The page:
manager believes there is a lot to be gained by running focus and hedge funds side by side
Gartmore's Ashley Willing may have his work cut out for him in running the UK Focus fund as well as a long/short hedge fund, but the manager claims the two portfolios complement each other perfectly.
'Running them alongside each other leads to synergies and the potential to enhance performance for both products,' he said.
Hedge and focus funds are similar in that they both aim for consistency of returns. Both have high turnover, a disciplined approach and intensive management style, Willing added. He said having a short side in the hedge fund means he is constantly looking at stocks where he has a negative view. Therefore, he is ideally positioned to notice a change in fortunes.
'Long-only managers tend to focus on stocks they like, rather than those they don't like. But by managing the hedge fund and closing short positions, this creates opportunities in the long-only fund,' he said.
'A short position is closed because it is no longer over-valued, the expected negative event has occurred or something has changed. Therefore closing a short position can lead to the early identification of a long position. It is usually in the early days of a turnaround position that the best gains are to be made.'
Such a turnaround can be demonstrated by Boots. This was originally held as a short position in the hedge fund as its franchise was eroding due to competition from supermarkets, poor investments, difficult trading conditions and poorly regarded management.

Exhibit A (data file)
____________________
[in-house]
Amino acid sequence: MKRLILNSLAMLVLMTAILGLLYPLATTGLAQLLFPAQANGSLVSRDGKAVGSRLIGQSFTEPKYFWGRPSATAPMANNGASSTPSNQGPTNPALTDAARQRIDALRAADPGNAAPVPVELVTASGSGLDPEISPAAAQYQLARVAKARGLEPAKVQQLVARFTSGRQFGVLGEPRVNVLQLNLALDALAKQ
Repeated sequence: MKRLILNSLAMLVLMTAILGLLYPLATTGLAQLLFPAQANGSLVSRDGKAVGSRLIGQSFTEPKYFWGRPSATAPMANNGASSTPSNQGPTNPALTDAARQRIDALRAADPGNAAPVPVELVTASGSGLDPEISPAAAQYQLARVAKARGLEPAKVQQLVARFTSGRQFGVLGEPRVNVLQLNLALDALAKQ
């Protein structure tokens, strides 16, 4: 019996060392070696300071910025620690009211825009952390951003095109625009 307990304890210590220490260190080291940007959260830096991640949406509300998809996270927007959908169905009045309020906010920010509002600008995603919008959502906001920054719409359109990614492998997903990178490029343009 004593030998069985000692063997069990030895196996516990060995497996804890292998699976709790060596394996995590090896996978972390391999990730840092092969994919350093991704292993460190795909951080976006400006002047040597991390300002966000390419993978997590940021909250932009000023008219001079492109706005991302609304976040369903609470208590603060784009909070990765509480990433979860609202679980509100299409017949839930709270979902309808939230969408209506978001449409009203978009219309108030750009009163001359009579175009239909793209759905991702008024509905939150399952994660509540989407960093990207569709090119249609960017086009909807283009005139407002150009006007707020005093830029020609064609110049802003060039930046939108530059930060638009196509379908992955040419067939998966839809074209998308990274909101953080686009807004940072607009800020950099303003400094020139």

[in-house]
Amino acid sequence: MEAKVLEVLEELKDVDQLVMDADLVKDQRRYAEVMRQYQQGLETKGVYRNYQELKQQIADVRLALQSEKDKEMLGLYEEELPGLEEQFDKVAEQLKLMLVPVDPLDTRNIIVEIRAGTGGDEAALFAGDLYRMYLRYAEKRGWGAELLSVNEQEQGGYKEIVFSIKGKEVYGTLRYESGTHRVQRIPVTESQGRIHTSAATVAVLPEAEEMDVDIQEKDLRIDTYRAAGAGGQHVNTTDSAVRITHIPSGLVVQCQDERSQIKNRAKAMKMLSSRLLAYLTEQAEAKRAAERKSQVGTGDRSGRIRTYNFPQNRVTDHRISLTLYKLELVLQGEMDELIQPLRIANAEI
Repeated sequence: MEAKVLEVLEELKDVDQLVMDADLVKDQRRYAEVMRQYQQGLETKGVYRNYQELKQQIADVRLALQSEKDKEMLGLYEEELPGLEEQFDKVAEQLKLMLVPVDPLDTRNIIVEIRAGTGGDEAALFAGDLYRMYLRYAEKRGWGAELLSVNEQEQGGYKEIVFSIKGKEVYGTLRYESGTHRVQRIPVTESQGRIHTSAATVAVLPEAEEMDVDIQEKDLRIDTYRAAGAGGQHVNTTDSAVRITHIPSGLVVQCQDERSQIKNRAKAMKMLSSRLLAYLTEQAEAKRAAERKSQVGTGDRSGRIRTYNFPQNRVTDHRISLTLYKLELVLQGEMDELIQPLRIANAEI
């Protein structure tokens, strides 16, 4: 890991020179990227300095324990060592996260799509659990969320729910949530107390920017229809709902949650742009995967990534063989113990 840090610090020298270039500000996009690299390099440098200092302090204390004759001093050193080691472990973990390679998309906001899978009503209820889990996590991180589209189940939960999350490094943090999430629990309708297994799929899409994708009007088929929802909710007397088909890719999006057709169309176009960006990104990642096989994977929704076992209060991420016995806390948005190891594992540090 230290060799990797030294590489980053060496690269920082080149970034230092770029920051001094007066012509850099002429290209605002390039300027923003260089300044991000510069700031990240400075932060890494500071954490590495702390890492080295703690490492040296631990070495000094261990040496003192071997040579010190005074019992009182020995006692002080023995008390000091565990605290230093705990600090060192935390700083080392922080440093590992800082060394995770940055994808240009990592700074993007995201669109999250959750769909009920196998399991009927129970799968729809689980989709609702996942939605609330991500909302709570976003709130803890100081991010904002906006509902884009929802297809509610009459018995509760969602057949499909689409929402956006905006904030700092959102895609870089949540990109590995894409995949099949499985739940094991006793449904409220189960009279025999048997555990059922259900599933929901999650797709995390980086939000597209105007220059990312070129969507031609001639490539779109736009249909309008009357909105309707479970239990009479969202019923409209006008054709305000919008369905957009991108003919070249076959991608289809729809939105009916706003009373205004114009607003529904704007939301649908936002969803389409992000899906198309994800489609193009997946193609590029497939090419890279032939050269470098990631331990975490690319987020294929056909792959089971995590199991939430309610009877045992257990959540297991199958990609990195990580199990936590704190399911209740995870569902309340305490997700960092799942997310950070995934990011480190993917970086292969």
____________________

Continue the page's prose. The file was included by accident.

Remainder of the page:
However, Willing closed the short position on Boots, went long in the hedge fund and bought it for the long-only fund earlier this year when he saw that the trading and franchise problems were being fully reflected in the valuation. In addition there was a management change, which led to a shift in strategy. The result was a sharp rebound in the share price and Willing was invested from the start.
Likewise, because of the short side in hedge funds, early and specific identification of tomorrow's losers should reduce the number of stocks that will hurt most in long-only funds.
'This is a process that reduces passengers and reduces disasters, which in a concentrated aggressive 25-35 stock fund like UK Focus, you simply cannot afford to have,' he said.
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